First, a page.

Page Banner

United States Department of Agriculture

Agricultural Research Service

Research Project: FARMING PRACTICES FOR THE NORTHERN CORN BELT TO PROTECT SOIL RESOURCES, SUPPORT BIOFUEL PRODUCTION AND REDUCE GLOBAL WARMING POTENTIAL Title: Long-lasting effects on nitrogen cycling 12 years after treatments cease despite minimal long-term nitrogen retention

Authors
item Clark, Christopher - ARIZONA STATE UNIVERSITY
item Hobbie, Sarah - UNIVERSITY OF MINNESOTA
item Venterea, Rodney
item Tilman, David - UNIVERSITY OF MINNESOTA

Submitted to: Global Change Biology
Publication Type: Peer Reviewed Journal
Publication Acceptance Date: August 20, 2008
Publication Date: July 1, 2009
Repository URL: http://hdl.handle.net/10113/41069
Citation: Clark, C.M., Hobbie, S., Venterea, R.T., Tilman, D. 2009. Long-lasting effects on nitrogen cycling 12 years after treatments cease despite minimal long-term nitrogen retention. Global Change Biology. 15(7):1755-1766.

Interpretive Summary: The deposition of biologically active nitrogen (N) from the atmosphere is known to have important effects on ecosystem function and soil N cycling processes. However, few studies have examined the effects of multiple decades of N deposition, and even fewer have examined N-cycling patterns after inputs have ceased. This study reports the results of a long-term N deposition experiment conducted in a Minnesota grassland in plots that received N addition for 10 years and then none for 12 years, and for plots that received annual N treatment for 22 years. We found weak evidence for long-term N-retention in plots not receiving treatment; and, in plots that received N continuously, retention that was high after 12 years (50-100%) was low after 22 years (15%). In spite of this apparent recovery of N pools to control levels, net N mineralization rates remained elevated in plots that ceased receiving treatment 12 years prior, likely from N rich litter maintaining higher nutrient cycling rates. These results suggest (1) some systems do not retain much deposited N, with potentially large impacts on downstream habitats, (2) the previously reported high retention efficiencies for this and many other terrestrial ecosystems may be relatively short lived as N sinks become saturated over time, and (3) the effects of even small amounts retained N in N-limited environments may be particularly long lasting. In total, these findings highlight the importance of long-term studies in evaluating the impacts of chronic N deposition to ecosystems, and urge additional research examining dynamics following N cessation to evaluate the reversibility of these impacts. Results of this study will be useful to scientists and policy-makers involved in evaluating and developing regulations related to atmospheric emissions of N oxides and its impacts on downwind ecosystems.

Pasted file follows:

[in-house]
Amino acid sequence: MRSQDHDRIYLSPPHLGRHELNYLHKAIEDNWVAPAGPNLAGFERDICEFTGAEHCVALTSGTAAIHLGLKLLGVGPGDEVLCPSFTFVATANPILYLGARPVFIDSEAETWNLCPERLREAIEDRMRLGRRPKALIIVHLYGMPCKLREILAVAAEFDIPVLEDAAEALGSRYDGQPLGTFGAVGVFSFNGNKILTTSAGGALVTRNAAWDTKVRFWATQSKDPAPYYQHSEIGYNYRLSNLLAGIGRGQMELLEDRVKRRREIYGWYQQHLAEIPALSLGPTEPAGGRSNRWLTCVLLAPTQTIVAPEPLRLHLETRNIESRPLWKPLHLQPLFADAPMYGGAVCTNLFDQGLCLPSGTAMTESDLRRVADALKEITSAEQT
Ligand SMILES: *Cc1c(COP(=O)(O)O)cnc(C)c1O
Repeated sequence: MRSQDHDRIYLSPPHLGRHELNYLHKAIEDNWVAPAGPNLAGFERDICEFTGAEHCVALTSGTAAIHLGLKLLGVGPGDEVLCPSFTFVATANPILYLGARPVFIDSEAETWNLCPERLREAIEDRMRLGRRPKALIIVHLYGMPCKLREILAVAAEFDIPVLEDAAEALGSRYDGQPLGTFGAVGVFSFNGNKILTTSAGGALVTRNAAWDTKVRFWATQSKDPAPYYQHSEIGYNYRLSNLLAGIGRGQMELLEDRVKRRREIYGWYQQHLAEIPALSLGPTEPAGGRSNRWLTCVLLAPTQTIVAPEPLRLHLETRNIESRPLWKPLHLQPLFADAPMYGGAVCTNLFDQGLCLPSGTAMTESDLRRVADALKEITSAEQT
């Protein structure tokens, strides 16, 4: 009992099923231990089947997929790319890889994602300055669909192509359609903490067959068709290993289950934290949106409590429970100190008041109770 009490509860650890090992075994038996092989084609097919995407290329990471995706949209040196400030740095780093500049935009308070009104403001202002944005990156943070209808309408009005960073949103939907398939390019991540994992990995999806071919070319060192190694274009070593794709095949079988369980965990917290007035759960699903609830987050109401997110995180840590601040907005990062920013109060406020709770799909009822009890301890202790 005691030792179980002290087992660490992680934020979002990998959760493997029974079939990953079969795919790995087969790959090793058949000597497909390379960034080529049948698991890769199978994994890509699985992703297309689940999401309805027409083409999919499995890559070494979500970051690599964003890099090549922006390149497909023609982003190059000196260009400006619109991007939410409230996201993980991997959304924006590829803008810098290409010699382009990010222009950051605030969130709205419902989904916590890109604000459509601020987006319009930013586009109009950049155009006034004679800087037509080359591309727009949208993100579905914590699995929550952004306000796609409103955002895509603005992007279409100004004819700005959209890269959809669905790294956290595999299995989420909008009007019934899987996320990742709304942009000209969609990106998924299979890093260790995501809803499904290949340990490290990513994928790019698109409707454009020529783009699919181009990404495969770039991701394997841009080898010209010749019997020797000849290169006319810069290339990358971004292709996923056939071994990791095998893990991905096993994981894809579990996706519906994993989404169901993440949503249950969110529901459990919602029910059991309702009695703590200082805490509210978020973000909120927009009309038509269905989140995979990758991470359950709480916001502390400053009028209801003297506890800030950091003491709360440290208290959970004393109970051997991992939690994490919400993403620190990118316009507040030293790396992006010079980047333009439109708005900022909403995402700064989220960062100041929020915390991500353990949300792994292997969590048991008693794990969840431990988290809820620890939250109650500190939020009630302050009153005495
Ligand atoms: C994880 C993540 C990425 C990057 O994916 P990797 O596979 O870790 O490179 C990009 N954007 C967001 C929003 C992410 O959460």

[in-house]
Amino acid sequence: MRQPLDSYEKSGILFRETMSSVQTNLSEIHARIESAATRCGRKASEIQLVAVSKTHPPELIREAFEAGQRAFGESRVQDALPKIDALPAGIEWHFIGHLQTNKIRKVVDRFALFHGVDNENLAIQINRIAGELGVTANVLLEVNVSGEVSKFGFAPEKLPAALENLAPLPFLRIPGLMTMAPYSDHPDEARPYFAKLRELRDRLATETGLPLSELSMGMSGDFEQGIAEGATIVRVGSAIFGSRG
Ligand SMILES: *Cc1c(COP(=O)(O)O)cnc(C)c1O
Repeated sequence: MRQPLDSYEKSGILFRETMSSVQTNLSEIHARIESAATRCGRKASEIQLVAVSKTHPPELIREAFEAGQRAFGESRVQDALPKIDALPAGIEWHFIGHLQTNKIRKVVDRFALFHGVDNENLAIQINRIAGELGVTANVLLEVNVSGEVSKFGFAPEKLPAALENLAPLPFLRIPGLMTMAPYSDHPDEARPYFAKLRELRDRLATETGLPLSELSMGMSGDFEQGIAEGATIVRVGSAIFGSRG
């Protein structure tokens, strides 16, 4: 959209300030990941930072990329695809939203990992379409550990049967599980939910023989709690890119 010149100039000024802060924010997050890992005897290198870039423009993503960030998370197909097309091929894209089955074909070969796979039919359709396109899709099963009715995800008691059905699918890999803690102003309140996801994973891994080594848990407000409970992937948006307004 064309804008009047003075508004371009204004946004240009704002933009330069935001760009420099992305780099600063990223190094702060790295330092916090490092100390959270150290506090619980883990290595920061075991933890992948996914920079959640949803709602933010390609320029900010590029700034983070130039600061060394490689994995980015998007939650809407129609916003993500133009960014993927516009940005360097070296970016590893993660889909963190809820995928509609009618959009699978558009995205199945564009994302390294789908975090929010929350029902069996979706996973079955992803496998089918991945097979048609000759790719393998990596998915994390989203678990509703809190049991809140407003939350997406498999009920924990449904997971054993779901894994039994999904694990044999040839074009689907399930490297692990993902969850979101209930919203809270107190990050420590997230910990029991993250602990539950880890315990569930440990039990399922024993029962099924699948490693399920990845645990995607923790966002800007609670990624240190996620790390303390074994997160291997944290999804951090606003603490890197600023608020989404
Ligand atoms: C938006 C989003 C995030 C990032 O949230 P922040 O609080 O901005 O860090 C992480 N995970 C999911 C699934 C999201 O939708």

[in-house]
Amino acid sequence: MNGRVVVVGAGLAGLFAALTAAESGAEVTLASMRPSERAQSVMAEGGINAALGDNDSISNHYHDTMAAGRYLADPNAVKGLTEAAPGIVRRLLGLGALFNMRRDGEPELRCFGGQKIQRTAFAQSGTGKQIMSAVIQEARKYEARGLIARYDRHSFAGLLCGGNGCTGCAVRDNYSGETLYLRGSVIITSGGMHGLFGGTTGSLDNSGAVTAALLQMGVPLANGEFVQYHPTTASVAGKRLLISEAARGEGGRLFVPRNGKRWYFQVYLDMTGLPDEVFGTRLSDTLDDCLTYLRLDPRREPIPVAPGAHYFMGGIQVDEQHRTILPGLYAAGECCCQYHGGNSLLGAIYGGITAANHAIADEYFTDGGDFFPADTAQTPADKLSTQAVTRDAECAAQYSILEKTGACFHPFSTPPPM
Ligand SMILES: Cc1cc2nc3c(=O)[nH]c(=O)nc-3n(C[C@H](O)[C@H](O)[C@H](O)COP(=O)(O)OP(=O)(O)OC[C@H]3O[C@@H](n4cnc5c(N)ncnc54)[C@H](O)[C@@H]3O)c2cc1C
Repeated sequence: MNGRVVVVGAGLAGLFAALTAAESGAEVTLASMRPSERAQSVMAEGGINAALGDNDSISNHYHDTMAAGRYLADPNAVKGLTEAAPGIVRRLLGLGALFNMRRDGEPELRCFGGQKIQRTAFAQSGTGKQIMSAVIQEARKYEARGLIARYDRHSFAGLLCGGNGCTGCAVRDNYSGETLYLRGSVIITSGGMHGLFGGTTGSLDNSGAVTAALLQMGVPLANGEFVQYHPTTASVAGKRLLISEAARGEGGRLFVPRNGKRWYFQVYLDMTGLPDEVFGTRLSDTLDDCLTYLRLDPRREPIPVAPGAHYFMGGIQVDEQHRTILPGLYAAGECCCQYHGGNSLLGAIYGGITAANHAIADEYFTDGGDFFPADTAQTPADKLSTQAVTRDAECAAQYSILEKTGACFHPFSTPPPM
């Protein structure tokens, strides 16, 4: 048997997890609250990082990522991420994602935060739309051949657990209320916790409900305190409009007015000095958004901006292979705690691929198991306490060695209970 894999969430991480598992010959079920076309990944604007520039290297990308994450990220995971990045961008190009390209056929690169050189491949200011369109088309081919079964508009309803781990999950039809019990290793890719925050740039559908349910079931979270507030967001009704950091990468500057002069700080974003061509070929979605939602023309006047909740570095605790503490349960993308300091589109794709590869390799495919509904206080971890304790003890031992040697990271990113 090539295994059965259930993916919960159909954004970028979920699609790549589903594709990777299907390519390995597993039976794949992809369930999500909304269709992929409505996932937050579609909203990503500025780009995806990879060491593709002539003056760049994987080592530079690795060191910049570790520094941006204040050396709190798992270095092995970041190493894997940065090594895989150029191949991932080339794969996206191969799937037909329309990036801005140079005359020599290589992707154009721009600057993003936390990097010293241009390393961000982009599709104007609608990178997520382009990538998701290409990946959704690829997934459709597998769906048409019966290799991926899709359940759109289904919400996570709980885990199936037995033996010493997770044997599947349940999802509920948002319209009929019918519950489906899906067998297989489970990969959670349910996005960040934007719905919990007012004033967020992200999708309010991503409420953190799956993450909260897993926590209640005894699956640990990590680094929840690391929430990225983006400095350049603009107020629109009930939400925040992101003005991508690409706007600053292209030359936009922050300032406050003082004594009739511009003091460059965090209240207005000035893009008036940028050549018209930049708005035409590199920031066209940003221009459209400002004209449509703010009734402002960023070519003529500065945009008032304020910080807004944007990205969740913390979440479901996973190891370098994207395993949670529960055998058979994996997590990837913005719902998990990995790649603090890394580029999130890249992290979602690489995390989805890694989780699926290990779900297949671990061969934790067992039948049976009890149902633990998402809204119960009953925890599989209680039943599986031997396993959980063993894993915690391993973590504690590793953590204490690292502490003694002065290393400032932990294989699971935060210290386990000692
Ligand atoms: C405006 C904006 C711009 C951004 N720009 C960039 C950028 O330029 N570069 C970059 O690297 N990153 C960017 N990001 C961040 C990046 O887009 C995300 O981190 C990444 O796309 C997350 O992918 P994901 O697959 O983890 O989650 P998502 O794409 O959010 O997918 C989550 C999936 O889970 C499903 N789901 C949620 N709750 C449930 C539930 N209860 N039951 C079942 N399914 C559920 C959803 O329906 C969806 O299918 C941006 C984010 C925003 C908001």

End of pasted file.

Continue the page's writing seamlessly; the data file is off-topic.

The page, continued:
Technical Abstract: Atmospheric deposition of biologically active nitrogen (N) has increased dramatically over the past 60 years, with far reaching impacts on the structure and function of many ecosystems. Much research has examined the initial impacts of N enrichment; however, few studies have been multi-decadal, and even fewer have examined N-cycling patterns after inputs cease. These limitations restrict our inference on the long-term impacts of N-enrichment, rendering the total size of ecosystem N-sinks as uncertain, and the longevity of N-induced impacts as largely unknown should inputs be reduced. Here we fill this gap by reporting the state of key N pools and fluxes in a Minnesota grassland for plots that received N addition for 10 years and then none for 12 years, and for plots that received annual N treatment for 22 years. We found weak evidence for long-term N-retention in plots not receiving treatment; and, in plots that received N continuously, retention that was high after 12 years (50-100%) was low after 22 years (15%). In spite of this apparent recovery of N pools to control levels, net N mineralization rates remained elevated in plots that ceased receiving treatment 12 years prior, likely from N rich litter maintaining higher nutrient cycling rates. These results suggest (1) some systems do not retain much deposited N, with potentially large impacts on downstream habitats, (2) the previously reported high retention efficiencies for this and many other terrestrial ecosystems may be relatively short lived as N sinks become saturated over time, and (3) the effects of even small amounts retained N in N-limited environments may be particularly long lasting. In total, these findings highlight the importance of long-term studies in evaluating the impacts of chronic N deposition to ecosystems, and urge additional research examining dynamics following N cessation to evaluate the reversibility of these impacts.

Last Modified: 12/18/2014